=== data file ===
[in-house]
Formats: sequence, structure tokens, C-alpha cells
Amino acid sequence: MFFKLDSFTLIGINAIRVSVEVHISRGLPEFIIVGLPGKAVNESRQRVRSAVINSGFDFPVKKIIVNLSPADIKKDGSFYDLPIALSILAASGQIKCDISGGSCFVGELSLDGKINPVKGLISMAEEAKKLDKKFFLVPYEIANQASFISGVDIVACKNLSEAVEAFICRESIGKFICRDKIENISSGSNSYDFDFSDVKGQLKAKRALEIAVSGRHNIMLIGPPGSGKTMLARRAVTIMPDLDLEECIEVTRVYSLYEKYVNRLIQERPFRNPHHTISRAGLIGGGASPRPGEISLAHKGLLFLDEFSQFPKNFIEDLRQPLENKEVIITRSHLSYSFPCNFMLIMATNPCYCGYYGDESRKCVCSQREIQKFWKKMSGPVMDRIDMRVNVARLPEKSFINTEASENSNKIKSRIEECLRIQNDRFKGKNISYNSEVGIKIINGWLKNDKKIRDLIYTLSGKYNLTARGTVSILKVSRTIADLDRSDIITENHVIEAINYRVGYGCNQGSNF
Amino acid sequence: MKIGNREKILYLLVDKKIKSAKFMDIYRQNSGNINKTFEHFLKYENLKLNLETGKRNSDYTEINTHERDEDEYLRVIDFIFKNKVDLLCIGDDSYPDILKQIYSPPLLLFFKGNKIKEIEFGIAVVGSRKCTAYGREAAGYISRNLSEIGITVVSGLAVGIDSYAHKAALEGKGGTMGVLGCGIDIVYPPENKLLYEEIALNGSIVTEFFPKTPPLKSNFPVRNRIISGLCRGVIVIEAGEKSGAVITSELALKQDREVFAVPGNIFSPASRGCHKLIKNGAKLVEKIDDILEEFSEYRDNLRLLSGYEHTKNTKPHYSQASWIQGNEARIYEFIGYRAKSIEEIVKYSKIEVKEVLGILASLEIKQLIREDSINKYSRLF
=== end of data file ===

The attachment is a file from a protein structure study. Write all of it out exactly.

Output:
[in-house]
Formats: sequence, structure tokens, C-alpha cells
Amino acid sequence: MFFKLDSFTLIGINAIRVSVEVHISRGLPEFIIVGLPGKAVNESRQRVRSAVINSGFDFPVKKIIVNLSPADIKKDGSFYDLPIALSILAASGQIKCDISGGSCFVGELSLDGKINPVKGLISMAEEAKKLDKKFFLVPYEIANQASFISGVDIVACKNLSEAVEAFICRESIGKFICRDKIENISSGSNSYDFDFSDVKGQLKAKRALEIAVSGRHNIMLIGPPGSGKTMLARRAVTIMPDLDLEECIEVTRVYSLYEKYVNRLIQERPFRNPHHTISRAGLIGGGASPRPGEISLAHKGLLFLDEFSQFPKNFIEDLRQPLENKEVIITRSHLSYSFPCNFMLIMATNPCYCGYYGDESRKCVCSQREIQKFWKKMSGPVMDRIDMRVNVARLPEKSFINTEASENSNKIKSRIEECLRIQNDRFKGKNISYNSEVGIKIINGWLKNDKKIRDLIYTLSGKYNLTARGTVSILKVSRTIADLDRSDIITENHVIEAINYRVGYGCNQGSNF
Amino acid sequence: MKIGNREKILYLLVDKKIKSAKFMDIYRQNSGNINKTFEHFLKYENLKLNLETGKRNSDYTEINTHERDEDEYLRVIDFIFKNKVDLLCIGDDSYPDILKQIYSPPLLLFFKGNKIKEIEFGIAVVGSRKCTAYGREAAGYISRNLSEIGITVVSGLAVGIDSYAHKAALEGKGGTMGVLGCGIDIVYPPENKLLYEEIALNGSIVTEFFPKTPPLKSNFPVRNRIISGLCRGVIVIEAGEKSGAVITSELALKQDREVFAVPGNIFSPASRGCHKLIKNGAKLVEKIDDILEEFSEYRDNLRLLSGYEHTKNTKPHYSQASWIQGNEARIYEFIGYRAKSIEEIVKYSKIEVKEVLGILASLEIKQLIREDSINKYSRLF